In between, Luque managed in the Mexican League for the Pericos de Puebla (1946–1947), Azules de Veracruz (1948), Tecolotes de Nuevo Laredo (1953–1955) and Leones de Yucatán (1956). Besides, he managed the 1951 Habana Cubans of the Florida International League sandwiched between two stints with the Águilas de Mexicali in 1950 (Sunset League) and 1952 (Southwest International League).
Luque made his professional debut in Cuba for the Habana baseball club against a Major League opponent, the Philadelphia Phillies, in an exhibition series in the fall of 1911. He left the game after 8 innings with his team ahead 6–5, but his reliever failed to hold the lead and left Luque with a no decision. He then pitched against the New York Giants, going 1–2, getting the only win for Habana in six games. He debuted in the Cuban League in the winter of 1912, but went 0–4, 0–2, and 2–4 his first three seasons. In 1914/15 he moved to Almendares and had his first winning season, going 7–4. The following season he led the league in wins with a 12–5 record. The next winter, 1917, he tied for the league lead in wins and also led in hitting with a .355 average.
In 1919/20 Luque became a playing manager for Almendares and led the team to a championship in his first season at the helm, the first of seven championships as a manager. He contributed on the pitching mound with a 10–4 record, leading the league in wins. In 1922/23 he moved to Habana (where Miguel Angel González was manager) and again led the league in wins with an 11–9 record. The next season, he took over the helm as Habana's manager and went 7–2 as a pitcher. Later in the decade, Luque's Major League team, the Cincinnati Reds, did not allow him to play winter baseball in Cuba. Luque sometimes evaded the ban by playing under assumed names.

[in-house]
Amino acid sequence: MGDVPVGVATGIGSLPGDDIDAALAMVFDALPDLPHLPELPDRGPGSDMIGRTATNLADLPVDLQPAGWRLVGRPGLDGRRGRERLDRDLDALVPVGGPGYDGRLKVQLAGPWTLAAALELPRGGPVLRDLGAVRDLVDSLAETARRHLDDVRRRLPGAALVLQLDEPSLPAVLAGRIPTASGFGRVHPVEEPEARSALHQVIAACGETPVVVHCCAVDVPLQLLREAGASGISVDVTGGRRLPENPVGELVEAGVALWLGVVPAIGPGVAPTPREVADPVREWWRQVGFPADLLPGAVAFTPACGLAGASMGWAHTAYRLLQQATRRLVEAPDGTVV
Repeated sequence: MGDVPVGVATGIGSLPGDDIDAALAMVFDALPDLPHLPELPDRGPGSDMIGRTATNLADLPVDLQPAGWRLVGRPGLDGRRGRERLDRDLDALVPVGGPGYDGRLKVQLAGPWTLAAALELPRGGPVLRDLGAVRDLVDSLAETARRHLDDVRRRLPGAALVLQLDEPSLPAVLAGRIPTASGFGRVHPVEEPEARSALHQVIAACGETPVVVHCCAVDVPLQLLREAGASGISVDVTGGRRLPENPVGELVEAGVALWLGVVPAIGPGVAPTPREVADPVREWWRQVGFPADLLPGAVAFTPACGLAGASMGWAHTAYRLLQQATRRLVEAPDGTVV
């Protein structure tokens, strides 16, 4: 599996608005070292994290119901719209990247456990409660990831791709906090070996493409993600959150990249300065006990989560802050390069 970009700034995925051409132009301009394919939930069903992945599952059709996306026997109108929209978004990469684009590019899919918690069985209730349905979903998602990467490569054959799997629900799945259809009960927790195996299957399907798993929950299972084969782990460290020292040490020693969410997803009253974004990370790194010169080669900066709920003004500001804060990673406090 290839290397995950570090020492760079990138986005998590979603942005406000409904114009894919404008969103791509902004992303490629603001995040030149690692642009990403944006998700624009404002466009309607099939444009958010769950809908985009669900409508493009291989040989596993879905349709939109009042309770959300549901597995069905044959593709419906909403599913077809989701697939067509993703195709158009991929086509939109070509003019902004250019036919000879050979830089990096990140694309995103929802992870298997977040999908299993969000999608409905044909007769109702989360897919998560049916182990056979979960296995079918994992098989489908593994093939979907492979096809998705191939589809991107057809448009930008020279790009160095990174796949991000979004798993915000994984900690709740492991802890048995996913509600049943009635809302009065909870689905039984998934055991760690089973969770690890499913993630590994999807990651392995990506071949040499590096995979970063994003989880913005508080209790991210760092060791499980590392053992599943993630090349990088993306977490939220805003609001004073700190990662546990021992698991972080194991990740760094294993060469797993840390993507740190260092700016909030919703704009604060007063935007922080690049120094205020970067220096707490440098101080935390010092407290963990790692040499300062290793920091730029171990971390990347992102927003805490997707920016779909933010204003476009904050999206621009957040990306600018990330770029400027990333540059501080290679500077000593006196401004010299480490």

By the 1930s, Luque had returned to Almendares as manager. He generally pitched only occasionally, though in 1934/35 he contributed as a pitcher to his second championship as a manager; he tied for the league lead in wins with a 6–2 record and led the league with a 1.27 ERA. As manager, he again led Almendares to championships in 1939/40, 1941/42, and 1942/43, led Cienfuegos to a championship in 1945/46, and returned to Almendares for his final championship in 1946/47. He continued to manage for various teams until 1955/56.
Luque's career Cuban League pitching record was 106–71. Luque is the all-time Cuban League leader in years pitching with 22, ranking second behind Martín Dihigo in wins with 106, and seventh in winning percentage with .599.
Luque is mentioned in Ernest Hemingway's 1952 novel The Old Man and the Sea , when Hemingway writes "Who is the greatest manager, really, Luque or Mike Gonzalez?."
Luque died July 3, 1957and is buried at Colon Cemetery, Havana.
Miguel Angel González Cordero was a Cuban catcher, coach and interim manager in American Major League Baseball during the first half of the 20th century. Along with Adolfo Luque, González was one of the first Cubans or Latin Americans to have a long off-field career in the U.S. Major Leagues.